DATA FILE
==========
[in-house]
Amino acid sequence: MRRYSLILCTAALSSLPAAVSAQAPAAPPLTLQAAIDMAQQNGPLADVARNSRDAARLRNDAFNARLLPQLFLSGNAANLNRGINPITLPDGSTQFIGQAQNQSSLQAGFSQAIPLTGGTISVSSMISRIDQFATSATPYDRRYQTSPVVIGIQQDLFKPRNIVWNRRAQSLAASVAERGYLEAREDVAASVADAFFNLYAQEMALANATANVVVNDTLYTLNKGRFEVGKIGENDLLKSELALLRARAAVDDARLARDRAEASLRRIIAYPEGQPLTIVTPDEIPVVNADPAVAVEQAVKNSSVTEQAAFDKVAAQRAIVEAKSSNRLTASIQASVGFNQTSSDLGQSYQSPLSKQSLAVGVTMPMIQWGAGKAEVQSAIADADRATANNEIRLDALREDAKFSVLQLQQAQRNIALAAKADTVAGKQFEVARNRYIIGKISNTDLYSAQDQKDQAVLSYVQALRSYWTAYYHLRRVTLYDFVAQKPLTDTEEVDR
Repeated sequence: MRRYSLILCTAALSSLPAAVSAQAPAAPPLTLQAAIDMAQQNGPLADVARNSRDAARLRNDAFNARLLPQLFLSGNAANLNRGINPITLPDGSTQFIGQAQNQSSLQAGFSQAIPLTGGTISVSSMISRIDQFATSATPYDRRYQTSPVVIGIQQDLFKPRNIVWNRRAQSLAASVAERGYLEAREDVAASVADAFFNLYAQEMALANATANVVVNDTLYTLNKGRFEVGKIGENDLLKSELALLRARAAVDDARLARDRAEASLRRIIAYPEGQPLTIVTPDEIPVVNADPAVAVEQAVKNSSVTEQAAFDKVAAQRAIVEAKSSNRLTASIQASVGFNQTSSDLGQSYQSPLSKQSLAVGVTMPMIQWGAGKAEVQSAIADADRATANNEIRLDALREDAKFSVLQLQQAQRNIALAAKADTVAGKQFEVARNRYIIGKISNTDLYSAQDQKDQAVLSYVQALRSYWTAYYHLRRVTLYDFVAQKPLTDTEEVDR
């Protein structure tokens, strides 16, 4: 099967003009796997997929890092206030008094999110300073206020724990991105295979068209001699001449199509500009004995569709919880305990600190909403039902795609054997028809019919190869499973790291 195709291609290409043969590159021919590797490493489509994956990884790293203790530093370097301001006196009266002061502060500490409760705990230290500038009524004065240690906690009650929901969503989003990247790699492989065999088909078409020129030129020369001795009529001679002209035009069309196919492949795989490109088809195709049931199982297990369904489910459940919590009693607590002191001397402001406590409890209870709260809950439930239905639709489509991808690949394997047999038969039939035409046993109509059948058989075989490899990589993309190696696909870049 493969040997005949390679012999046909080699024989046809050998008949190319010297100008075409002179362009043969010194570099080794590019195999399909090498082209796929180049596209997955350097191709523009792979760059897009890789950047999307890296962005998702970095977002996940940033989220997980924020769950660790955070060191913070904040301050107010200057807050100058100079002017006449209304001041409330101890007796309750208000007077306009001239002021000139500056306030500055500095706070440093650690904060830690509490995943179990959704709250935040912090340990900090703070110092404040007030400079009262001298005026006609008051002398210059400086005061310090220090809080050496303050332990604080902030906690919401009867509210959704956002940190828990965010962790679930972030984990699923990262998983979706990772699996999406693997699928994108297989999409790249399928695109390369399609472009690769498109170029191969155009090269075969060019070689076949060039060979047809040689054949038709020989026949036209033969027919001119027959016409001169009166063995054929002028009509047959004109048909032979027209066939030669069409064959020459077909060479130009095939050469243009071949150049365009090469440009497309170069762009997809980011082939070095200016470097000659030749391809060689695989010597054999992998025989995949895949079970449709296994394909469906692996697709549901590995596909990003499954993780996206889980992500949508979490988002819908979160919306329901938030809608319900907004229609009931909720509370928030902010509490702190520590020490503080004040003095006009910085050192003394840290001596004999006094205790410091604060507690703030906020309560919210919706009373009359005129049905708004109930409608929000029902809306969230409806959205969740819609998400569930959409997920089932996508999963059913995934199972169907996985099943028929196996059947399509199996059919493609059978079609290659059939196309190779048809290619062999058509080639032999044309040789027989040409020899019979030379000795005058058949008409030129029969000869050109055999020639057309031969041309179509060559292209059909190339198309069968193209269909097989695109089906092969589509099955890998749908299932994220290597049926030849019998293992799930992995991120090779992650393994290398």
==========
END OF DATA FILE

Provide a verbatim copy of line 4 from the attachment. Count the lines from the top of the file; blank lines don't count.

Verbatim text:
């Protein structure tokens, strides 16, 4: 099967003009796997997929890092206030008094999110300073206020724990991105295979068209001699001449199509500009004995569709919880305990600190909403039902795609054997028809019919190869499973790291 195709291609290409043969590159021919590797490493489509994956990884790293203790530093370097301001006196009266002061502060500490409760705990230290500038009524004065240690906690009650929901969503989003990247790699492989065999088909078409020129030129020369001795009529001679002209035009069309196919492949795989490109088809195709049931199982297990369904489910459940919590009693607590002191001397402001406590409890209870709260809950439930239905639709489509991808690949394997047999038969039939035409046993109509059948058989075989490899990589993309190696696909870049 493969040997005949390679012999046909080699024989046809050998008949190319010297100008075409002179362009043969010194570099080794590019195999399909090498082209796929180049596209997955350097191709523009792979760059897009890789950047999307890296962005998702970095977002996940940033989220997980924020769950660790955070060191913070904040301050107010200057807050100058100079002017006449209304001041409330101890007796309750208000007077306009001239002021000139500056306030500055500095706070440093650690904060830690509490995943179990959704709250935040912090340990900090703070110092404040007030400079009262001298005026006609008051002398210059400086005061310090220090809080050496303050332990604080902030906690919401009867509210959704956002940190828990965010962790679930972030984990699923990262998983979706990772699996999406693997699928994108297989999409790249399928695109390369399609472009690769498109170029191969155009090269075969060019070689076949060039060979047809040689054949038709020989026949036209033969027919001119027959016409001169009166063995054929002028009509047959004109048909032979027209066939030669069409064959020459077909060479130009095939050469243009071949150049365009090469440009497309170069762009997809980011082939070095200016470097000659030749391809060689695989010597054999992998025989995949895949079970449709296994394909469906692996697709549901590995596909990003499954993780996206889980992500949508979490988002819908979160919306329901938030809608319900907004229609009931909720509370928030902010509490702190520590020490503080004040003095006009910085050192003394840290001596004999006094205790410091604060507690703030906020309560919210919706009373009359005129049905708004109930409608929000029902809306969230409806959205969740819609998400569930959409997920089932996508999963059913995934199972169907996985099943028929196996059947399509199996059919493609059978079609290659059939196309190779048809290619062999058509080639032999044309040789027989040409020899019979030379000795005058058949008409030129029969000869050109055999020639057309031969041309179509060559292209059909190339198309069968193209269909097989695109089906092969589509099955890998749908299932994220290597049926030849019998293992799930992995991120090779992650393994290398």